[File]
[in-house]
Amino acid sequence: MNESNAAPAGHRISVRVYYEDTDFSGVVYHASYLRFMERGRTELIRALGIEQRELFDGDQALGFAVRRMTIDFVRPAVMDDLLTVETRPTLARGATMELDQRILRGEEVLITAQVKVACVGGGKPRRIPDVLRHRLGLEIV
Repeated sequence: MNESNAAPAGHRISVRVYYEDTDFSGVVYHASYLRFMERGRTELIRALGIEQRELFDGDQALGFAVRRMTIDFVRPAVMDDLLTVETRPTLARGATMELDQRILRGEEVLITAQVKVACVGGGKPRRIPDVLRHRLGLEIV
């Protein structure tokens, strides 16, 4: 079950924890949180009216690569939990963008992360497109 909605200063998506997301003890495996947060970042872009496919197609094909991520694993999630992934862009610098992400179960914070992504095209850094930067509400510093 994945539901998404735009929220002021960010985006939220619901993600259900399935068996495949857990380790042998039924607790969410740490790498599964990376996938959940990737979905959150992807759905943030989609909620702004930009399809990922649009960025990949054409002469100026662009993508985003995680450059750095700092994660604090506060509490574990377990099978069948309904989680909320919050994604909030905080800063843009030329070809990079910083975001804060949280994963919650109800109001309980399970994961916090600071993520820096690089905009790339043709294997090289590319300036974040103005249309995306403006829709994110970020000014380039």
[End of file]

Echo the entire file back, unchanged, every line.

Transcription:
[in-house]
Amino acid sequence: MNESNAAPAGHRISVRVYYEDTDFSGVVYHASYLRFMERGRTELIRALGIEQRELFDGDQALGFAVRRMTIDFVRPAVMDDLLTVETRPTLARGATMELDQRILRGEEVLITAQVKVACVGGGKPRRIPDVLRHRLGLEIV
Repeated sequence: MNESNAAPAGHRISVRVYYEDTDFSGVVYHASYLRFMERGRTELIRALGIEQRELFDGDQALGFAVRRMTIDFVRPAVMDDLLTVETRPTLARGATMELDQRILRGEEVLITAQVKVACVGGGKPRRIPDVLRHRLGLEIV
């Protein structure tokens, strides 16, 4: 079950924890949180009216690569939990963008992360497109 909605200063998506997301003890495996947060970042872009496919197609094909991520694993999630992934862009610098992400179960914070992504095209850094930067509400510093 994945539901998404735009929220002021960010985006939220619901993600259900399935068996495949857990380790042998039924607790969410740490790498599964990376996938959940990737979905959150992807759905943030989609909620702004930009399809990922649009960025990949054409002469100026662009993508985003995680450059750095700092994660604090506060509490574990377990099978069948309904989680909320919050994604909030905080800063843009030329070809990079910083975001804060949280994963919650109800109001309980399970994961916090600071993520820096690089905009790339043709294997090289590319300036974040103005249309995306403006829709994110970020000014380039």